New Penalties for Low Range Drink Drivers: On-The-Spot Fines & Immediate Suspensions

 

As of 20 May 2019, a police officer can issue an on-the-spot fine of $561 and an immediate 3-months driver licence suspension period to people who are caught driving with a low-range concentration of alcohol level on a NSW Road if it is their first offence.

The low-range concentration of alcohol level is where a driver has at least a concentration of 0.05g, but less than 0.08g of alcohol in 210 litres of breath or 100 millilitres of blood (between 0.05-0.08).

In addition, as of 20 May 2019, a police officer can also issue a $561 on-the-spot fine and immediate 3-months driver licence suspension period to anyone who drives with the presence of illicit drugs (for first time offenders), if the presence of the drug in your body is confirmed by an analysis from the laboratory.

The low-range concentration of alcohol level is where a driver has at least a concentration of 0.05g, but less than 0.08g of alcohol in 210 litres of breath or 100 millilitres of blood (between 0.05-0.08).

It is reported that the Transport and Roads Minister, Andrew Constance is taking a zero-tolerance approach to drink driving in NSW, “This means anyone caught drink-driving in NSW, at any level, including low-range, can now lose their licence immediately”.

He is reported saying that more than half of low-range drink driving offenders avoid any punishment from the Courts.

It is reported that at least sixty-eight innocent peoples lives have been lost as a result of alcohol-related accidents on NSW roads in 2018.

Assistant Police Commissioner, Michael Corboy is reported saying that these new laws will reduce the time spent on police resources due to allowing police to spend less time in preparing for court matters.

On the other hand, issuing on-the-spot fines is not only taking discretion away from the judiciary (Courts) and into the hands of police officers, it’s also being criticised as another way to the Government to raise revenue. Especially in light of the fact that under the previous laws on this, more than half low-range-drink driving offenders walked away from court without a fine, conviction or disqualification period.

Appearing in court and pleading guilty for a low-range drink driving offence would at least allow the offender to provide an explanation for his/her reason for driving and personal circumstances. If the explanation and circumstances is extenuating or compelling enough, a Magistrate in court may exercise discretion to extend leniency by not imposing a licence disqualification period, fine and conviction.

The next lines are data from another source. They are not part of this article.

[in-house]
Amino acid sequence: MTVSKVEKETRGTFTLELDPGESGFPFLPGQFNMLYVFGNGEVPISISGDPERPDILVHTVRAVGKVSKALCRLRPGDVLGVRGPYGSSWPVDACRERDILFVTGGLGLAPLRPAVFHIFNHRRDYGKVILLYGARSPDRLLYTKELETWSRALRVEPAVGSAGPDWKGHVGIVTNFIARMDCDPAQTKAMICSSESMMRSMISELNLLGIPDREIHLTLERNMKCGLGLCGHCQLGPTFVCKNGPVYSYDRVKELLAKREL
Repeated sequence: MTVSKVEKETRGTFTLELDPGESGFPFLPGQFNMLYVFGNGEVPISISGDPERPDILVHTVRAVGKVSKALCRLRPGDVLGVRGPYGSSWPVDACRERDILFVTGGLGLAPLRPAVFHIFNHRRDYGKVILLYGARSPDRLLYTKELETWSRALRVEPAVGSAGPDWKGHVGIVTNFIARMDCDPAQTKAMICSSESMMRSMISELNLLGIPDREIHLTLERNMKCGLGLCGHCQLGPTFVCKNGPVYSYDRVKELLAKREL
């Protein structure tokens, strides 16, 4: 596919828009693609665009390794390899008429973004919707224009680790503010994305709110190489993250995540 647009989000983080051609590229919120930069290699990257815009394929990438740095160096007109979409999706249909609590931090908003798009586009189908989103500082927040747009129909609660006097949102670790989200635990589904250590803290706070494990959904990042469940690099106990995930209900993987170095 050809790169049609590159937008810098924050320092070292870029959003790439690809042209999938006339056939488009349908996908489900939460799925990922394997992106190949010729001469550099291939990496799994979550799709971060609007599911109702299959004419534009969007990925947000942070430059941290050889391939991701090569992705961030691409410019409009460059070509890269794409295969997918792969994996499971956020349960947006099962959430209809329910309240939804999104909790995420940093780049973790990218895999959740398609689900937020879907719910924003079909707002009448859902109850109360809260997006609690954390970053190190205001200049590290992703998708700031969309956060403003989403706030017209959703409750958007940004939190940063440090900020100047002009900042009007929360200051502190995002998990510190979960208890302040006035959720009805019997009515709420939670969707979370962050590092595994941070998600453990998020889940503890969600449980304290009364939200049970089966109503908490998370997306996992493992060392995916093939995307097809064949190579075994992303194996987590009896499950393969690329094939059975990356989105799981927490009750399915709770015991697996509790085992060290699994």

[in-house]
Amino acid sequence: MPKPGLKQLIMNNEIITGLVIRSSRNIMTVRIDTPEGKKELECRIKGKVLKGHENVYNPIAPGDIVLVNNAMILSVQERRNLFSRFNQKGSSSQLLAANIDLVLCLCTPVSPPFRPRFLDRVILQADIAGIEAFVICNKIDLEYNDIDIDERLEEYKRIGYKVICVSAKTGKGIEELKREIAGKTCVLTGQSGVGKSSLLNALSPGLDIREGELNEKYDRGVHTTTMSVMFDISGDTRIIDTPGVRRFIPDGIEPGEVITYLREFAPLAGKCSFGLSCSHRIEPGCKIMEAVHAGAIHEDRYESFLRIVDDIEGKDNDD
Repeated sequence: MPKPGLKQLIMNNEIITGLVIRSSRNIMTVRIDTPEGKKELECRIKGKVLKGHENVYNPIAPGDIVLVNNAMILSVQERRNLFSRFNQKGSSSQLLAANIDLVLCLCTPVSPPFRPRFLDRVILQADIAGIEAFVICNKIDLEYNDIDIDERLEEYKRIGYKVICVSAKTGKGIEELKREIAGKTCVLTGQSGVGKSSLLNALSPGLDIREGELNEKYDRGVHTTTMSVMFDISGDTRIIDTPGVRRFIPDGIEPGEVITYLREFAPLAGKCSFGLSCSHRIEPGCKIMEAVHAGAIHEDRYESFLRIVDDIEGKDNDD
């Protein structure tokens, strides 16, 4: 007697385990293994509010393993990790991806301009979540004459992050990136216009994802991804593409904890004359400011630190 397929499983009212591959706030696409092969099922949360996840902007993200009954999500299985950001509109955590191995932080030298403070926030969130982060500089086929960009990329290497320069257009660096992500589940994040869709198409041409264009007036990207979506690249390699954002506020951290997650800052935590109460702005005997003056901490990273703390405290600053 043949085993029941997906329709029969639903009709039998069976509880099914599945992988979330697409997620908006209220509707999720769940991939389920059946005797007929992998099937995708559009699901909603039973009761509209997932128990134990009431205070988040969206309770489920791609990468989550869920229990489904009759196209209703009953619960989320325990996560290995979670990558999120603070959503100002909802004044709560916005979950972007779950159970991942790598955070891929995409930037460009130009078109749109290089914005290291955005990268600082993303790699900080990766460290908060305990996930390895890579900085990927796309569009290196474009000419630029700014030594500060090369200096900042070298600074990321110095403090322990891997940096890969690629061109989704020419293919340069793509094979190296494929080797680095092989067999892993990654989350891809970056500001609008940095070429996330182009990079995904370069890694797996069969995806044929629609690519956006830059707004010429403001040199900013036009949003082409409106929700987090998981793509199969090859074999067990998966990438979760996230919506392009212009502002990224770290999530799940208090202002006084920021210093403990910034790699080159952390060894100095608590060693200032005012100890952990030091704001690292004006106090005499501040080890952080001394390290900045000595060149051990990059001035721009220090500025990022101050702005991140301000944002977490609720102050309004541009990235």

In addition to this, the new laws have also been criticised for having a lesser deterrent effect. This is in the sense that the previous regime required first time low-range drink driving offenders to attend court to face a Magistrate with greater opportunity to reflect on his/her offending conduct. Being issued with an on-the-spot fine will allow the person to immediately pay the fine and move on in life without any reflection on the extent of harm this kind of offence can do and has done.

What are your Options after Receiving a Low-Range Drink Driving On-The-Spot Fine?

The on-the-spot-fine for a first time low-range drink driving offence will be in the form of a penalty notice.

When issued on the spot, the police officer can also issue you with an immediate 3-months driver licence suspension period.

You then have the following options:

  1. You may simply pay the fine, in which case you will not receive a criminal record, however, you will incur the demerit points and be suspended from driving for the 3-month period. The matter will then be finalised without attending court; or
  2. You may choose not to pay the fine, and instead ‘court-elect’ the penalty notice. This will result in being required to attend the Local Court where you may either enter a guilty plea or a not guilty plea to the low-range drink driving allegation.